Based in Portland, Ore., and with an office in Bangalore, India, Tyfone has 50 patents issued or pending in the areas of mobile wallet security, authentication, secure near-field communications and related solutions. Its customers include credit unions, which use the technology to enable mobile banking. Other applications include mobile loyalty programs, ID management and contactless payments on smartphones.
The vendor employs a combination of mobile-transaction software, microSD memory cards and near-field communications to enable secure transactions. Near-field communications allow for device-to-device file transfers. Tyfone's products include a mobile wallet called iCashe.
[ USAID launches a challenge to develop Web and mobile tech for better governance in Asia and Africa. Read about it at $45 Million Open Government Challenge Stresses Mobile Tech. ]
Jay Emmanuel, an In-Q-Tel technology VP, said Tyfone's technology could potentially be used to address "a wide range of complex government and commercial secure identity challenges."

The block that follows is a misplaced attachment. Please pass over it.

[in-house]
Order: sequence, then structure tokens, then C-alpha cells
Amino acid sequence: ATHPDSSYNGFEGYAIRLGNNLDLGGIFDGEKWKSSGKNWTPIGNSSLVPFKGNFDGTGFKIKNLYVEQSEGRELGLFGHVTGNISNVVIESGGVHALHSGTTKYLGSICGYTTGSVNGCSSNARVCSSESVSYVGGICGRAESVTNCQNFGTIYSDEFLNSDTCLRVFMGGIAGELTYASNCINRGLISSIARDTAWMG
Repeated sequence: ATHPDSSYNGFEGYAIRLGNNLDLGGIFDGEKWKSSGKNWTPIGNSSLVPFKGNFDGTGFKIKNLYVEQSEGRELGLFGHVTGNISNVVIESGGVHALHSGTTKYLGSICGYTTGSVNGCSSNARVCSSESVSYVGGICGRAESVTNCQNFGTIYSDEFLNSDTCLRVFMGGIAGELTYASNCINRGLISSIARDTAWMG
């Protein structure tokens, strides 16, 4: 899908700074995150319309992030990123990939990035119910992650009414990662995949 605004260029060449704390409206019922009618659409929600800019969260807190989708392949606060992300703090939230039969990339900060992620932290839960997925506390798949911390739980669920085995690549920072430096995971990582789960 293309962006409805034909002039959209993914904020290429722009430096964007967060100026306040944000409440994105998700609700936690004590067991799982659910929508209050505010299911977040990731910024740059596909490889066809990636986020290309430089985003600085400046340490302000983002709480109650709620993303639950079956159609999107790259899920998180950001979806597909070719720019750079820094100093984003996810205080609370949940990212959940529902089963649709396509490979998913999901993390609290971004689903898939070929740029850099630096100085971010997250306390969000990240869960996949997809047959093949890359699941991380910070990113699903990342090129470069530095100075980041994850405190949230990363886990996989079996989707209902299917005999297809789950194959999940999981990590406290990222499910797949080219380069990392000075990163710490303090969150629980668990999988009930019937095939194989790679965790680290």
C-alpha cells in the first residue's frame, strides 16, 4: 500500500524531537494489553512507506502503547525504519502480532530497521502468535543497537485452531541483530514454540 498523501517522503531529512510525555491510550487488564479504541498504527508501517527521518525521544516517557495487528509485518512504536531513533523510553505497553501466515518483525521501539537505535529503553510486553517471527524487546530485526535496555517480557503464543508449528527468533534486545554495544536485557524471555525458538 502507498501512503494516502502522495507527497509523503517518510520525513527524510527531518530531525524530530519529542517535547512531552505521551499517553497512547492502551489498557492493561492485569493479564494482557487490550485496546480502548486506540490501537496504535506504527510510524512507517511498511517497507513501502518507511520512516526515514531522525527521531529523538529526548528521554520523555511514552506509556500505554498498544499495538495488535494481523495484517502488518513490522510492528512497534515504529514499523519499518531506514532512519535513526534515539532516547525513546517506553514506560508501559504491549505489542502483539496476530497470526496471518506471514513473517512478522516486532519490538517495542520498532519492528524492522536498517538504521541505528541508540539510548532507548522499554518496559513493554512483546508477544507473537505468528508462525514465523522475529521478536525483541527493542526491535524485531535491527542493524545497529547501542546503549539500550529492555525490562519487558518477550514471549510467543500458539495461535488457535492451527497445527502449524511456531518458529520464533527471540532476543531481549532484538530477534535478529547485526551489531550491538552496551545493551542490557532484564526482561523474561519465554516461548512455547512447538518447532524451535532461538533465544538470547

In-Q-Tel seems especially interested in how Tyfone's technology might be used to secure identities and transactions in cloud computing environments. "Cloud services have created significant central points of vulnerability," In-Q-Tel said in a written statement on its partnership with Tyfone. Smartcard-enabled mobile devices can add a layer of secure access to cloud services and networks, In-Q-Tel added.
Tyfone's mobile software has processed over 7 million financial transactions, CEO Siva Narendra said in a statement on the deal. In-Q-Tel also made an investment in Tyfone for an undisclosed amount.
In-Q-Tel supports development of technologies on behalf of the CIA, Homeland Security and other federal agencies. The deal with Tyfone is the 18th tech agreement announced by In-Q-Tel this year.
Federal guidelines call for a move to virtualized environments, yet little funding exists to make that happen. Without a mandate, it may take decades to finish the job. Also in the new, all-digital Server Virtualization issue of InformationWeek Government IT Trends: Our survey shows no progress in using shared clouds within federal government, but there's growing interest in using commercial cloud services and running private clouds. (Free registration required.)